Molecular features of hormone-refractory prostate cancer cells by genome-wide gene expression profiles

Kenji Tamura, Mutsuo Furihata, Tatsuhiko Tsunoda, Shingo Ashida, Ryo Takata, Wataru Obara, Hiroki Yoshioka, Yataro Daigo, Yasutomo Nasu, Hiromi Kumon, Hiroyuki Konaka, Mikio Namiki, Keiichi Tozawa, Kenjiro Kohri, Nozomu Tanji, Masayoshi Yokoyama, Toru Shimazui, Hideyuki Akaza, Yoichi Mizutani, Tsuneharu MikiTomoaki Fujioka, Taro Shuin, Yusuke Nakamura, Hidewaki Nakagawa

Research output: Contribution to journalArticlepeer-review

150 Citations (Scopus)


One of the most critical issues in prostate cancer clinic is emerging hormone-refractory prostate cancers (HRPCs) and their management. Prostate cancer is usually androgen dependent and responds well to androgen ablation therapy. However, at a certain stage, they eventually acquire androgen-independent and more aggressive phenotype and show poor response to any anticancer therapies. To characterize the molecular features of clinical HRPCs, we analyzed gene expression profiles of 25 clinical HRPCs and 10 hormone-sensitive prostate cancers (HSPCs) by genome-wide cDNA microarrays combining with laser microbeam microdissection. An unsupervised hierarchical clustering analysis clearly distinguished expression patterns of HRPC cells from those of HSPC cells. In addition, primary and metastatic HRPCs from three patients were closely clustered regardless of metastatic organs. A supervised analysis and permutation test identified 36 up-regulated genes and 70 down-regulated genes in HRPCs compared with HSPCs (average fold difference > 1.5; P < 0.0001). We observed overexpression of AR, ANLN, and SNRPE and down-regulation of NR4A1, CYP27A1, and HLA-A antigen in HRPC progression. AR overexpression is likely to play a central role of hormone-refractory phenotype, and other genes we identified were considered to be related to more aggressive phenotype of clinical HRPCs, and in fact, knockdown of these overexpressing genes by small interfering RNA resulted in drastic attenuation of prostate cancer cell viability. Our microarray analysis of HRPC cells should provide useful information to understand the molecular mechanism of HRPC progression and to identify molecular targets for development of HRPC treatment.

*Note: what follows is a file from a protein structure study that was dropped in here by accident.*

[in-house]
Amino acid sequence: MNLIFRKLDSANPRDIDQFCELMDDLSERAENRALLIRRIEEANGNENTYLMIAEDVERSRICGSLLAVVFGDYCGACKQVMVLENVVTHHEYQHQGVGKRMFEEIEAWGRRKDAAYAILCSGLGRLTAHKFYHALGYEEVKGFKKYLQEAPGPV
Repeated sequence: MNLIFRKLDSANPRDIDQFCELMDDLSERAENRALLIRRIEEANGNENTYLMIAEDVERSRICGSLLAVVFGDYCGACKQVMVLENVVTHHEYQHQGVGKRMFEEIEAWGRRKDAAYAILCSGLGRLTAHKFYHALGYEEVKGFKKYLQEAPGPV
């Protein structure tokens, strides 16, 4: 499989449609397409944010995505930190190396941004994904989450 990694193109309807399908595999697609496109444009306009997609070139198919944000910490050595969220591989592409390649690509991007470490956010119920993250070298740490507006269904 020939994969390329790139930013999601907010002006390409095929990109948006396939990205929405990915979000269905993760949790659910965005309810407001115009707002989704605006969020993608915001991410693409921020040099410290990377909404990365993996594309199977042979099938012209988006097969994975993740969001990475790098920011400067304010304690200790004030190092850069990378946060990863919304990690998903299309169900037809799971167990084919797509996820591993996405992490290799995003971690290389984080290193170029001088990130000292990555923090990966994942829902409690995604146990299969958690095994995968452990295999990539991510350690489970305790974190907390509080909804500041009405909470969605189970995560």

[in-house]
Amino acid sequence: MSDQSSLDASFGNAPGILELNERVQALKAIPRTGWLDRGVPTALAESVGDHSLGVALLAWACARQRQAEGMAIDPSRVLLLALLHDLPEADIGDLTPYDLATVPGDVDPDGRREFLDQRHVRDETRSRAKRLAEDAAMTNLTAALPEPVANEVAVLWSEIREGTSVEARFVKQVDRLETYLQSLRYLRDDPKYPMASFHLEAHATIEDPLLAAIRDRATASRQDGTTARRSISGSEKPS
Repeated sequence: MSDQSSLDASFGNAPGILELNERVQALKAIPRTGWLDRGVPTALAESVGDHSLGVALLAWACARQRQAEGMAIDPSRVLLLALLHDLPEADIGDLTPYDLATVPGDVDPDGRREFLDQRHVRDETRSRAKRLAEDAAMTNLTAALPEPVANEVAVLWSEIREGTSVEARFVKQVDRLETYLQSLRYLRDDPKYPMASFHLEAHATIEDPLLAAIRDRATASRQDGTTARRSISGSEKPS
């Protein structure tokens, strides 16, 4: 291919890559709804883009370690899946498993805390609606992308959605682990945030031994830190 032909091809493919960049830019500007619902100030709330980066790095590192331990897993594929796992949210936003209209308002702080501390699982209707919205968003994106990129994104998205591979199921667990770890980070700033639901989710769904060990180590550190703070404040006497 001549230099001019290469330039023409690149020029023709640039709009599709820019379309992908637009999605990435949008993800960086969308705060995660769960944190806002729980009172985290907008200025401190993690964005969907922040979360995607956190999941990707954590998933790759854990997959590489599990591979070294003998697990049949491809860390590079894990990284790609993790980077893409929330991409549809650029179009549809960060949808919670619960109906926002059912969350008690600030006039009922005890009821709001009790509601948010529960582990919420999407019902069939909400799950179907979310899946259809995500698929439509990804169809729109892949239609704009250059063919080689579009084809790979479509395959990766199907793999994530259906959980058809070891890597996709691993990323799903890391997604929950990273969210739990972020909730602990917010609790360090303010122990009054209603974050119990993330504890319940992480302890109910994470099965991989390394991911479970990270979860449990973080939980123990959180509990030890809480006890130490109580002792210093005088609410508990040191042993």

Original languageEnglish
Pages (from-to)5117-5125
Number of pages9
JournalCancer Research
Issue number11
Publication statusPublished - Jun 1 2007

ASJC Scopus subject areas

  • Oncology
  • Cancer Research


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